Culture is born from the relations of various values agreed upon as things deemed good according to collective morals. At the same time, these values are continuously created due to our actions. The problem is that culture does not stand in space or float in the air waiting to be interpreted. Culture is activated values for specific purposes, including manipulative purposes. When a crude action, such as violating rules and morals, is wrapped in polite and sacred actions, an ambiguous situation arises to understand the values created from that contradiction. The creation of value ambiguity is continuously being done in the current presidential election atmosphere to build a new culture in the future that is anti-democratic and controlled by the cloak of national politeness hegemony.
The function of organic intellectuals to directly open the people’s eyes to the power games of the ruling class is urgent. The intellectual work that needs to be done is to shed light on the people that democratic values are inherent in our constitutional values. Therefore, the task of intellectuals is to translate it into simple language that the state should not act against rules, human rights, cultural rights, socio-economic rights, the right to freedom of speech, and the right to thrive and be happy.
Indonesia still has good people on the front lines. They are militant activists who face the risk of being arrested and detained by the authorities because of their voices. Meanwhile, professors and teachers have not fulfilled these organic functions to the maximum. The problem is that Indonesian lecturers do not have the liberal luxury like Foucault and Sartre to go to the streets not as professors but as activists. Campus life is already designed to be packed with administrative matters that are exaggerated to prevent them from leaving campus. But until when?
In the face of our democracy crisis, we need not just an intellectual public providing knowledge for the public’s benefit through research alone. It goes far beyond that. We need intellectual activists who remind citizens of their rights and obligations to fight against injustice and oppression. Intellectual activists are not content with staying in the classroom and teaching because their souls are constantly disturbed. They engage in performative actions by directly involving the people, creating social relationships with them, experiencing their suffering, discussing it, and then translating the essence of oppression into easily understandable language. Let us become these activists and work together for a better future.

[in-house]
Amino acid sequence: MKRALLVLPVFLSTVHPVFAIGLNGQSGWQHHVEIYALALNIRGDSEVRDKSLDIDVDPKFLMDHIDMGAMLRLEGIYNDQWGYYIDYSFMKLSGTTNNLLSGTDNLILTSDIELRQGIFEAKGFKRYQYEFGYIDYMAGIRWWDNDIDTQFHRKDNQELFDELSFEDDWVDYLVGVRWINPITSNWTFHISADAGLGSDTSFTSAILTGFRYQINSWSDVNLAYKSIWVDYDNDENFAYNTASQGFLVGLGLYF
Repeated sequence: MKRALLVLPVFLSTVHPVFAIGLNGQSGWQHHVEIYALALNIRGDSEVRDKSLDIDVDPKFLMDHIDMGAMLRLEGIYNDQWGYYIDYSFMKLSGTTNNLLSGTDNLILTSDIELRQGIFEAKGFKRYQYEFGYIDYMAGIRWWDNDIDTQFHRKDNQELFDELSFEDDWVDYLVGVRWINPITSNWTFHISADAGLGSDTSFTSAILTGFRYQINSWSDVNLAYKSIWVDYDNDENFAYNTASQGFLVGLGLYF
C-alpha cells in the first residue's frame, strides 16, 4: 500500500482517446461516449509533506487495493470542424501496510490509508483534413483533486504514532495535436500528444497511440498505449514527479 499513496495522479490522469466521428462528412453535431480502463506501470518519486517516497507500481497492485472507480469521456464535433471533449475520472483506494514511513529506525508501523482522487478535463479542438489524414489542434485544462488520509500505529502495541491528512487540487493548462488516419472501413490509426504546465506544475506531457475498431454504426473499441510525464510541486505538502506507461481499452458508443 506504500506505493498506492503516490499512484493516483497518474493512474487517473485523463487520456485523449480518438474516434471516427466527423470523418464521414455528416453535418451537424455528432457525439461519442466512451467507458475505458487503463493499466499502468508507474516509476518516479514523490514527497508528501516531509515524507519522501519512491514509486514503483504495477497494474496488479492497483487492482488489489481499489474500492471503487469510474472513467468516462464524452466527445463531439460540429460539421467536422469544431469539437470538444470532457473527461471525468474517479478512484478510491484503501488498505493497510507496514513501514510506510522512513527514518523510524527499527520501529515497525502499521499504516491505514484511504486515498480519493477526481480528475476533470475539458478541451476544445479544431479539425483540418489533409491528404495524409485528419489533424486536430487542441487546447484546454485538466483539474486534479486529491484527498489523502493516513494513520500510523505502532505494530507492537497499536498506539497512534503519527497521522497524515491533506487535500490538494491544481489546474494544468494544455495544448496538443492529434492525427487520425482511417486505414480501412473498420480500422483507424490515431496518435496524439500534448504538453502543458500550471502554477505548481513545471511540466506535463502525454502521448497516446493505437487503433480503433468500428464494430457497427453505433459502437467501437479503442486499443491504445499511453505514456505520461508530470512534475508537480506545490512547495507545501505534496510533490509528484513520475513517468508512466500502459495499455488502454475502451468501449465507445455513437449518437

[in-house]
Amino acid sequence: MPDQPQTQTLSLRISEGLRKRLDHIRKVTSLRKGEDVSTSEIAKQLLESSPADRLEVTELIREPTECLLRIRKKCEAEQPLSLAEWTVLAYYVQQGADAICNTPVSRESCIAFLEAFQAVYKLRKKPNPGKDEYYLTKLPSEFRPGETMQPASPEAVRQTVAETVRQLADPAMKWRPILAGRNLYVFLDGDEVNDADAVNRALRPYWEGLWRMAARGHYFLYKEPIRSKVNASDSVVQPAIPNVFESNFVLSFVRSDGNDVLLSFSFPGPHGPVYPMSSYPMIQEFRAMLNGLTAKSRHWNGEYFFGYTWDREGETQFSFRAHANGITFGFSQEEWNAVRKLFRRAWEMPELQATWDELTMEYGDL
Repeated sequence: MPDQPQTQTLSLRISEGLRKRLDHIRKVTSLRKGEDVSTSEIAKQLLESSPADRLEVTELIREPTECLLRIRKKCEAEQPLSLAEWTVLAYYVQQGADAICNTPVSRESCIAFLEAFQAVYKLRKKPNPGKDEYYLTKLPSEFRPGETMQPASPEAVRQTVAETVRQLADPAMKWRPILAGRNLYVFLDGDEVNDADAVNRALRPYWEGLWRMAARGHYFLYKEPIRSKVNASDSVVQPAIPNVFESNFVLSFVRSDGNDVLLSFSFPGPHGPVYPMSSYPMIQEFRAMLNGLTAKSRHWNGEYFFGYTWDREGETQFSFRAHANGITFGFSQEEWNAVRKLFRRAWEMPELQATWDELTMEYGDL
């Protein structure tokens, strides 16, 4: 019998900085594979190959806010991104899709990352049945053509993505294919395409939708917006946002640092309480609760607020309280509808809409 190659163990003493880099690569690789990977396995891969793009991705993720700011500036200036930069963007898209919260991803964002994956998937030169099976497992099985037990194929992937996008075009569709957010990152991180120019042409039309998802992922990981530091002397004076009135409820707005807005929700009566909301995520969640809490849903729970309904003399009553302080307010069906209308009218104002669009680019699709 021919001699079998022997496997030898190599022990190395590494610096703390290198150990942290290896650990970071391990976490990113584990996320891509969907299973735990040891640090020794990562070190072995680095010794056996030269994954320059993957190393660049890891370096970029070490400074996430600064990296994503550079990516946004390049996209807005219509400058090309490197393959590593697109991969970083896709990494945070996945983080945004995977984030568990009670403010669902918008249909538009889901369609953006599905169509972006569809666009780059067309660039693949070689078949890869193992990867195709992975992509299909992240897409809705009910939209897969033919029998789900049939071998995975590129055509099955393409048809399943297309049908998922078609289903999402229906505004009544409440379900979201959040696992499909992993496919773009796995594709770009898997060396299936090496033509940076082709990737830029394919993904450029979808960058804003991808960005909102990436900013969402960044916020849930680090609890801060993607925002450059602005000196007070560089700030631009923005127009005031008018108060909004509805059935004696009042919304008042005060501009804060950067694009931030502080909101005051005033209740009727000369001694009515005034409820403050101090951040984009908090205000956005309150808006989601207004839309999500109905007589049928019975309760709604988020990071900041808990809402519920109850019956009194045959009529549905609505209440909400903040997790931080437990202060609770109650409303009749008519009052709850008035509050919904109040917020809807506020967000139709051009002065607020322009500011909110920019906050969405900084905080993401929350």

To sow the seeds of resistance, the boundaries between science, art, and activism must become fluid. Artists, scientists, workers, and individuals across different identities should come together as citizens with equal rights to fight for our shared Indonesia. Haven’t we already been doing this? Yes, but the impact has been limited because intellectuals only “come down from the mountain” when there is danger. They should not return to the solitude of the mountain when the storm subsides. Who else will protect the people?
Iwan Meulia Pirous Ph.D. candidate in Fine Arts and Design, Bandung Institute of Technology
Researcher for the Indonesian Anthropology Study Forum
Article in Indonesian: https://t.co/uRFj0q7M35 (Kompas Newspaper).